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Sullivan Place Still Horribly Suburban/Disconnected

June 10, 2009 North City, NorthSide Project, Suburban Sprawl 12 Comments

With details of Paul McKee’s NorthSide emerging there is concern he will bring suburban design to the city.  But developers have been doing that for years — often encouraged by elected officials that don’t get urbanity.  Three years ago I reported on one such suburban project — Sullivan Place.  I started the piece:

Pyramid, the company proposing a highly suburban McDonald’s for South Grand, has dumped an atrocious housing project on the city’s north side. Forget the high-profile loft projects downtown, Pyramid is making a name for themselves with suburban rubbish throughout our once urban neighborhoods.

Full post from March 18, 2006: Pyramid’s Sullivan Place Senior Housing An Anti-Urban Monstrosity.

Nothing much has changed except the fact that Pyramid collapsed in April 2008.   Oh yeah, the project can now be seen in satellite views via Google Maps:

[From Google Maps]

Gee, can you figure out which structure is Sullivan Place?

March 2006

Makes me cringe.   It borders 3 streets but doesn’t relate to any of them.  I’d love to see McKee’s project take this heep and restore the street grid.  The project gets its name from the street that was closed — Sullivan.  We are likely stuck with this place until it falls apart.  See my 20+ photos of Sullivan Place from March 2006 here.

Update 6/10/09 @ 9:10am — Headline alaborated.


Currently there are "12 comments" on this Article:

  1. Chris says:

    Luckily that will probably only be ten years from now. I heard it’s half empty–this is what happens when north side aldermen are left to their own devices.

  2. Mark Groth says:

    Brutal. This makes the Boulevard Heights development look like a success.

  3. john says:

    And in 2004 you said: “Wow… What about when we walk to the corner store? When we bike to the library? Nope. When we DRIVE. They see communities where none exist – aka sprawl. They see a world of continued sprawl that puts work, home, school and leisure in an auto-centric world that is the ‘economic engine of the community.’ And when the fuel prices skyrocket these communities will come crashing down first.”
    – –
    What’s changed? Not local attitudes but the “economic boom” created by cheap oil, excess debt, excess consumption, valuable dollar, etc. has. The dependence on auto-centrism, large parking lots, large malls, has buried GGP, one of the largest mall operators in the USA. We have painted ourselves into a corner by becoming “cheap fuel” dependent. The “perfect storm” is coming and even auto-centric MoDOT recognizes that.

  4. James R says:

    Reading my mind, john. But I certainly haven’t seen anything that says that MoDOT gets it…

  5. samizdat says:

    “We are likely stuck with this place until it falls apart.” Lol funny…and, tragically, probably too true. Although, the population is aging. So, who knows? I just hope I don’t find myself in one of these dumping grounds for our nations’ elderly. This country is pathologically unwell.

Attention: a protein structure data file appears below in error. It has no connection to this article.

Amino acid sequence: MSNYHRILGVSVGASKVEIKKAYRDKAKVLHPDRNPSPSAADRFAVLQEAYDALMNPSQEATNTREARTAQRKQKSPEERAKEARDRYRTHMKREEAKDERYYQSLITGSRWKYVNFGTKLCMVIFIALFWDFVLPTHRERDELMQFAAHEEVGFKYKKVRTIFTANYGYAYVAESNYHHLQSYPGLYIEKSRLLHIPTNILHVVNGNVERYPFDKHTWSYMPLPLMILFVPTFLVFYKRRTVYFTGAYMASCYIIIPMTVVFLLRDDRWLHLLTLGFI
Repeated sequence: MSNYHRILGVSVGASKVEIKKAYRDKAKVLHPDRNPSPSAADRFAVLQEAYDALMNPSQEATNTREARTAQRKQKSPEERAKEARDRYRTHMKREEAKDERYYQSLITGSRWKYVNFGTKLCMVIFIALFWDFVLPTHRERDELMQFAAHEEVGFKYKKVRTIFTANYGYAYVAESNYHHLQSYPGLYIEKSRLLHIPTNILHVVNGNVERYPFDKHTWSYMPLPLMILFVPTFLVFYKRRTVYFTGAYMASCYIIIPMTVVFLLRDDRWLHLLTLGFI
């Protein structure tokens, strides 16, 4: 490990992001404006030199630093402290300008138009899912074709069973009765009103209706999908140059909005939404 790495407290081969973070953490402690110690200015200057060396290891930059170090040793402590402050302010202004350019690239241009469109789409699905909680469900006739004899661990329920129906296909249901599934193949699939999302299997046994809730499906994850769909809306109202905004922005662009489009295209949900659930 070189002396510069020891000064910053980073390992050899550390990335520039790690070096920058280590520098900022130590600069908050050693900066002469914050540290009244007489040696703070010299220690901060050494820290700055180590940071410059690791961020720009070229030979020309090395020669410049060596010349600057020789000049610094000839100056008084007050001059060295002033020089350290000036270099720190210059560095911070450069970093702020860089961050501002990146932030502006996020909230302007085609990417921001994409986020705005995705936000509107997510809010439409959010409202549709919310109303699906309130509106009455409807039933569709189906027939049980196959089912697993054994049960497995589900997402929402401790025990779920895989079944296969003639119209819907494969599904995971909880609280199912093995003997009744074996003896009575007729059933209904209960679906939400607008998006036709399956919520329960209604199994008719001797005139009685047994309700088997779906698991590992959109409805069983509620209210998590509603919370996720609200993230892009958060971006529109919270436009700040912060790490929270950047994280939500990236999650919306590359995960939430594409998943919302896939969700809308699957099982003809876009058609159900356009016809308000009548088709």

6. ceepee deecee says:

    McKee would rather take operating job-creating businesses, tear them down, and maybe replace the jobs if he can ever find tenants. He’s not an urban crusader. Sullivan Place was built when John Steffen and McKee were collaborating, and Steffen was going to be the residential developer for “NorthSide.” Arcturis was the planner. Sullivan Place gives you an idea of what the original plan was like — dreadful. Maybe Mark Johnson can prevent similar tragedies, but don’t hold your breathe.

  7. john says:

    FYI, MoDOT’s “perfect storm” scenario and what “they do get” (not much , I agree): http://www.urbanreviewstl.com/?p=3241
    – –
    As Steve excellently explains: “Rahn argues that over the next 20 years and based on the current funding formula, they’ll have a funding gap of roughly $18 billion “without future inflation factored into the calculation.” MoDot is estimating a need for $37 billion and that we’ll have ‘only 19 billion.’ Only?”

    “Our roads are no longer for our convenience. They are now controlling and abusing us but we are the victims in the relationship. That which we thought would be good for us turned out to be far more demanding and costly than we ever imagined when we first entered the relationship. Anytime we threaten to leave the abuser hits us with a big traffic jam or a tragic bridge collapse.”

  8. Jimmy Z says:

    The basic cruciform plan works well for senior housing, especially for people with serious mobility issues. So, if it were rotated 45 degrees (to parallel the existing street grid), would it “fit” the neighborhood better? Like the old hospital next to Soulard? Or is it just too big?

    Times change. We don’t have nearly as many multi-generational households, where our elders can grow old with dignity, anymore, so these warehouses are the de facto solution. I’m guessing that having seniors in urban areas are a slightly-better solution than isolating them in suburbia, but the building type is problematic for many established, primarily-residential neighborhoods . . .

  9. James R says:

    john, I think I just tried to read too much into your statement. Yes, MoDOT gets it like Congress gets the looming entitlement obligations. ‘Wow, there’s this huge problem just ahead of us, but we’ll just keep doing what we’re doing and stick our heads sand like into an ostrich and let someone else take care of it.’ They only understand the problems with funding the continued expansion and improvement of infrastructure and maintenance of level of service.

    I was inferring that they had some understanding that collapse of debt and end of cheap finance was only a part of it and they understood that we were also approaching the end of cheap/available energy and in extension the end of universal private automobile ownership. They clearly don’t get that.